Sustainability

February 5, 2021 - fieldnotes

Resilient Zero Carbon Homebuilding

Buckminster Fuller thought of the Earth as a spaceship, and mankind as the sensing apparatus. Because humans have the unique ability to detect when systems are damaged, make repairs, and reestablish harmony onboard our planetary vessel. Building construction and operation accounts for approximately 40% of global energy demand. Conventional homes are vulnerable to extreme weather and laden with potentially toxic substances.

Geoship is a whole systems approach to a complimentary housing industry, with new supply chains and production technologies.

Our Approach

  1. Maximize Efficiency Throughout
  2. Minimize Life Cycle Energy
  3. Reclaim Non-Toxic Waste Streams
  4. Generate Zero Waste
  5. Do No Harm
  6. Build To Last
  7. Make Everything Recyclable

Maximum Efficiency

Every part of a Geoship Dome is cast from a precision mold with special ceramic mixes we make inhouse. This gives us exquisite control over the shape and composition of each part and the structure as a whole. Our ceramic domes weigh about 80% less per square foot than a wood box. The geometry and composition of each part contributes to the integrity of the whole.

“[The geodesic dome is] the lightest, strongest, most efficient means of enclosing space known to man.”

– AIA

Life-Cycle Energy

Analyzing the Life-Cycle Energy of a building is an emerging science. Different methods arrive at different results. One method is Life Cycle Energy (LCE) = Initial Embodied Energy (IEE) + Recurrent Embodied Energy (REE) + Operational Energy (OE). For benchmarking purposes we included the building envelope, foundation, glass, and flooring. The appliances, electrical, plumbing, and kitchen sink were not included.

The dome we’ve modeled here has an inside diameter 27’ and is 17’ high. The base floor is 572sf and the partial loft is an additional 300sf. It has an 11” wall cavity filled with cellular ceramic insulation (R44 to R66). We included 30 triangular triple pane windows (15% Window/Wall Ratio), and a cellular ceramic earthing floor with 9” of subfloor insulation. The rebar and mesh reinforcing is a combination of basalt fiber and hemp fiber.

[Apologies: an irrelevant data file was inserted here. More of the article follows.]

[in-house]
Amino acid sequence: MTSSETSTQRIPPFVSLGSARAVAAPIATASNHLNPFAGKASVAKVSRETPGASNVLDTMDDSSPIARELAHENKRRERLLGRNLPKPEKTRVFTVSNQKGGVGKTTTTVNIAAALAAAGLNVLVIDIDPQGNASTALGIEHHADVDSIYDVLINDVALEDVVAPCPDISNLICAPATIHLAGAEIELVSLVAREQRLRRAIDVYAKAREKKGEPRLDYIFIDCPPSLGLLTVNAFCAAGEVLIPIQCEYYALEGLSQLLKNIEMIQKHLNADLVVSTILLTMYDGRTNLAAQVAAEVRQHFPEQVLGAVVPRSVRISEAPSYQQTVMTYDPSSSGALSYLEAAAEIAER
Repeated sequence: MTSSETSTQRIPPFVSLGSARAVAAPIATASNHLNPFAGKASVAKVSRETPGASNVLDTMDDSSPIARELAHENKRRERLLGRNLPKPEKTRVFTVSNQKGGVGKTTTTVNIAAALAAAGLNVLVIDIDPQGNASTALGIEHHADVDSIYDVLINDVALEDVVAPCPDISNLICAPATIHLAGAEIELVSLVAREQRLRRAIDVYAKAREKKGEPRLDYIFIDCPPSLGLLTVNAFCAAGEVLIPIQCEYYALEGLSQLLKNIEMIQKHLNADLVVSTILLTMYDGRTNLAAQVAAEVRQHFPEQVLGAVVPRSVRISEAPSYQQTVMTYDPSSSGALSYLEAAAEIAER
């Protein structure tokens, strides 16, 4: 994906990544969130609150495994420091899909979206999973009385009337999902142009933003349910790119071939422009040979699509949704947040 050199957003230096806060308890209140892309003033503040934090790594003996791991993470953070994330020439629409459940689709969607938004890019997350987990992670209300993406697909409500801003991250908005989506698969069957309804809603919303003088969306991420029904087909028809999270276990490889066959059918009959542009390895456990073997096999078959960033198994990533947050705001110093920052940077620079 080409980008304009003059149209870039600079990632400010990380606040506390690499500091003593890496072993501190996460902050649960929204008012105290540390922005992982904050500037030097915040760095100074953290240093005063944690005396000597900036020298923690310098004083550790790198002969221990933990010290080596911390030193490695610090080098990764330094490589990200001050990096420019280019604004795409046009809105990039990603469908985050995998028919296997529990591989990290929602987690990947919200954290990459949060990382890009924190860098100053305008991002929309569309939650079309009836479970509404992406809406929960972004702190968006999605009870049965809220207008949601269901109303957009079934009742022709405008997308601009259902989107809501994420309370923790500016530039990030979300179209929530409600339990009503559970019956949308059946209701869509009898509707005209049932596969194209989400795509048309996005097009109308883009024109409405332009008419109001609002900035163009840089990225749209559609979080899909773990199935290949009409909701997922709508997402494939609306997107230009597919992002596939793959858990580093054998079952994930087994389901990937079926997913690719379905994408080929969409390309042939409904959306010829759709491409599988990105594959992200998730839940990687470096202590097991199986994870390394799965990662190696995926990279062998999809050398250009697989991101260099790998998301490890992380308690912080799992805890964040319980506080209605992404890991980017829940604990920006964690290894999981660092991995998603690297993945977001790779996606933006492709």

This dome has ~15,903 KWh of Initial Embodied Energy (195 KWh/M2). Our domes don’t require paint, siding, or roof replacements, so the Recurrent Embodied Energy is low. The
longer service life, smaller sizes, zero waste, carbon sequestration, and potential waste stream utilization of our ceramic domes will further reduce embodied energy and CO2 emissions.

We estimate operational energy will average 1,230 KWh/M2 over 50 years, which converts to 165 KWh per month (about $20/month). The dome is highly insulated, has minimal thermal bridging, and a tight envelope. Ceramics reflect over 80% of radiant heat. A small array of solar panels should provide enough operational energy to support the all-electric powered dome.

Waste Stream Reclamation

Ceramic injection molding is an adaptive technology. Many different geopolymer chemistries are possible including; phosphate-bonded ceramics, carbon-bonded ceramics, magnesium oxide cements/ceramics, some alkali activated cements, and calcium sulfoaluminate cements.

A wide range of organic aggregates such as agricultural waste, hemp fiber, and wood chips can be used. Inorganic waste streams like ash, recycled glass, and captured CO2 also make great aggregates. Phosphates can be reclaimed from wastewater treatment plants. Magnesium and Potassium can be reclaimed from seawater desalination plants. The main waste stream from Lithium mining (for batteries) is a type of Magnesium that we can use in the ceramics. Part of our mission is to help build a cradle-to-cradle ceramic raw materials industry as we scale.

Zero Waste

The installation of ceramic domes does not require cutting of any type. The injection molded parts fit perfectly. Geoship production plants reuse water and our goal is zero production waste.

Do No Harm

Some level of ecosystem degradation is likely wherever there is resource extraction. We plan to work with third party organizations to perform a full life cycle assessment on every raw material we use. Customers will receive a beautiful transparency report detailing the life path of each raw mineral in their dome. As Geoship scales we will partner with suppliers and drive positive change. Our multi-stakeholder cooperative model is designed to offset ecosystem degradation by driving ecosystem restoration projects.

Built to Last

Our all-ceramic composite domes are engineered for a service life of 500 years. There is nothing to burn, rot, rust, or corrode. If the dome were underwater for long periods of time, it would only get stronger, and eventually dry out. Phosphate ceramics are naturally anti-fungal and anti-bacterial. If damage occurs you can mix ceramic yourself and permanently repair the dome with the same material it’s made from. Ceramic homes can be resurfaced with ceramic material.

Recyclable

Ceramic panels are completely inorganic and non-toxic. At the end of the very long life, they can be pulverized and used to make new ceramic panels. The ceramic material also makes excellent fertilizer. Emerging vortex wind technologies can molecularly separate the ceramic, for very efficient recycling.

“It is now highly feasible to take care of everybody on Earth at a higher standard of living than any have ever known. It no longer has to be you or me. Selfishness is unnecessary. War is obsolete. It is a matter of converting high technology from weaponry to livingry.”

— Buckminster Fuller